# Can making a measurement change subsequent measurements?

1. Jan 21, 2012

### andrewkirk

Consider an experiment in which a closed box is set up with a system inside that is initialised at time t=0 with state psi(0). A measurement of quantity w of the box’s contents is made at time T, that is observed by scientist S1. There is another scientist S2 that can, by pressing a button, cause a measurement to be recorded of quantity q of the box’s contents at time T/2. q may or may not be the same as w, eg they may be the same variable, they may be non-commuting variables, or they may be commuting variables. S1 does not know whether S2 has pressed the button, and S2 does not look at the recorded measurement of q prior to when S1 looks at the measurement of w.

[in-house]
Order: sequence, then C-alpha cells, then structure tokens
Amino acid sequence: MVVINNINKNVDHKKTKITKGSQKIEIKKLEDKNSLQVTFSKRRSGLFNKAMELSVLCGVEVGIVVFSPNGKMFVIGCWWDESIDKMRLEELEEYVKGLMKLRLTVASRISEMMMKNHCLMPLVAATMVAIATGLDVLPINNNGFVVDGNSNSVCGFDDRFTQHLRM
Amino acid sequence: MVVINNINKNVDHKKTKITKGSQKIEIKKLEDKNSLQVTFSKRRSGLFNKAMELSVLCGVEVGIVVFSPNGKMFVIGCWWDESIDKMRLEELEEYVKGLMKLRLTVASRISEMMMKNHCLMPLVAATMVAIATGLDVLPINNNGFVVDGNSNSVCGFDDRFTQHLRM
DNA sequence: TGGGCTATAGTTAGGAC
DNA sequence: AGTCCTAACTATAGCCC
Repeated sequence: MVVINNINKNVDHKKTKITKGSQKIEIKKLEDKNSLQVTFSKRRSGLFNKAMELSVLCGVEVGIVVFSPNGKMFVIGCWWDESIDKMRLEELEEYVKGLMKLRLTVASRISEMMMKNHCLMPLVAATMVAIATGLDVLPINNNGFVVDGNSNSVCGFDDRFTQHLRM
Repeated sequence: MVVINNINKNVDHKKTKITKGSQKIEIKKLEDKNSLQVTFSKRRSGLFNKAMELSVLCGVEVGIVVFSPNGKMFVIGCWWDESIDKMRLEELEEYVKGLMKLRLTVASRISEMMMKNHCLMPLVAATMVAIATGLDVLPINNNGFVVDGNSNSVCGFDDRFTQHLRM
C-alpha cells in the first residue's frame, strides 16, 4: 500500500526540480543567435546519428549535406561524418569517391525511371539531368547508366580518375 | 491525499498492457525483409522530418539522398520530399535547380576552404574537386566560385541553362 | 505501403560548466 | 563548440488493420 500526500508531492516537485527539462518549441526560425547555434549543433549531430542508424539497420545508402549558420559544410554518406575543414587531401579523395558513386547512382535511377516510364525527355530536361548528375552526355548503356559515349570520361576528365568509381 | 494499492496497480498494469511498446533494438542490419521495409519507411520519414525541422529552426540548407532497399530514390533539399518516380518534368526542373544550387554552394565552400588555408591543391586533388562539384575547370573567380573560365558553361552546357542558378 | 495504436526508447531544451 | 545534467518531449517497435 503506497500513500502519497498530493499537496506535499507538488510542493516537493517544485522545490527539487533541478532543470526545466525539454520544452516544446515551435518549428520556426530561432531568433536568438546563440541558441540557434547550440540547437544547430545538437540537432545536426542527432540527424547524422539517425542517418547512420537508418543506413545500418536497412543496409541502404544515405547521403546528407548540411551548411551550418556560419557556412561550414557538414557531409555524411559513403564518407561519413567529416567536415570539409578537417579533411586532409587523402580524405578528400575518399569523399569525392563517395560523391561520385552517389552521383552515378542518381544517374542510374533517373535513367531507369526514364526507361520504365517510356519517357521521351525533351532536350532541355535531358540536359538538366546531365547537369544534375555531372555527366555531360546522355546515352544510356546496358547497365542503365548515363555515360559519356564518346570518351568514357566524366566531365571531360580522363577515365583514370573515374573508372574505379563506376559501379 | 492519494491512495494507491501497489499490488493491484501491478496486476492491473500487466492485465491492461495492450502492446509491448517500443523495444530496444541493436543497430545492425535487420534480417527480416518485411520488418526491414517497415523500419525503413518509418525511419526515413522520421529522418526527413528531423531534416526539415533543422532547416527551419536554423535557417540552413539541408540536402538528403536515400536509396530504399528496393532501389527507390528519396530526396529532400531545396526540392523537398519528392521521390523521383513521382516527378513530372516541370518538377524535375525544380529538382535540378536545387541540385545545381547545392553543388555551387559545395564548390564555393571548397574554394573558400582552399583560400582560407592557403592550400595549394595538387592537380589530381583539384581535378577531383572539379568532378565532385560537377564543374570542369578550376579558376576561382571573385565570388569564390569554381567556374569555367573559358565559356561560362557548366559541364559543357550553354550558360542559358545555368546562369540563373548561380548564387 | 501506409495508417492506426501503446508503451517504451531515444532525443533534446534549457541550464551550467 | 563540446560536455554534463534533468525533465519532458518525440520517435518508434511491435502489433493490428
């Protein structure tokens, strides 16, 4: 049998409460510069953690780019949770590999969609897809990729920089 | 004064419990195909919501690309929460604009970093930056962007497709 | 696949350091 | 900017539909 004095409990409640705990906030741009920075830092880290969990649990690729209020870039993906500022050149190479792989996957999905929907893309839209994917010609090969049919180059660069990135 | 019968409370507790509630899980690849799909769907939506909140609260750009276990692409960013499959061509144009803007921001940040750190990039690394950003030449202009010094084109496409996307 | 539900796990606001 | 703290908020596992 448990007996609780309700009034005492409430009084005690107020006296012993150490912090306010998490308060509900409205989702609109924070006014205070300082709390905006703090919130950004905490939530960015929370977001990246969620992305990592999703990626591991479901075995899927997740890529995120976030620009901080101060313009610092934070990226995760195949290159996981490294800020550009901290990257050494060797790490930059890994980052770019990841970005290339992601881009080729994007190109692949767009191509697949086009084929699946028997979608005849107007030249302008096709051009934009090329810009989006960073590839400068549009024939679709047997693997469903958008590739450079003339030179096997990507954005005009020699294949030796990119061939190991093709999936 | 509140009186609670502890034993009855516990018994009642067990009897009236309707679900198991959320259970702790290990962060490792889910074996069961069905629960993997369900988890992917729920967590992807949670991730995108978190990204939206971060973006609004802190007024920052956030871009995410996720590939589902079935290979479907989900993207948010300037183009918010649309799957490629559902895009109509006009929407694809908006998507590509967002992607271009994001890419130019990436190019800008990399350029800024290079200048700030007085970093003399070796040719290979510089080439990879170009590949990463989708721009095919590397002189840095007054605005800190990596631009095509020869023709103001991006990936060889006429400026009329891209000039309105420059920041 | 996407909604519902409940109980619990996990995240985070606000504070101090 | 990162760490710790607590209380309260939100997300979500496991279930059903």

Say this experiment is conducted 200 times, with S2 pressing the button exactly half of those times, but S1 doesn’t know on which occasions the button was pressed. This gives us 100 trials in which w was measured at time T in a system at which q had been measured at time T/2 - call these ‘pre-measured trials’, and 100 trials that are ‘non-pre-measured’.

I have the following questions:
1. Does S2 pressing the button change the probability distribution of the measurement of w? ie does the difference between the distributions of w results from the 100 pre-measured trials and those from the 100 non-pre-measured trials have a nonzero expected value for any w?
2. Would the answer to 1 depend on whether S2 ever looks at the results of her q measurements (ie was the value recorded at T/2 a measurement that caused the wavefunction to collapse, if nobody looked at it?), or when she looks at them?
3. Does it depend on what the variables w and q are? eg what if they are
(i) the same variable
(ii) non-commuting variables such as position and momentum
(iii) commuting variables such as spin and position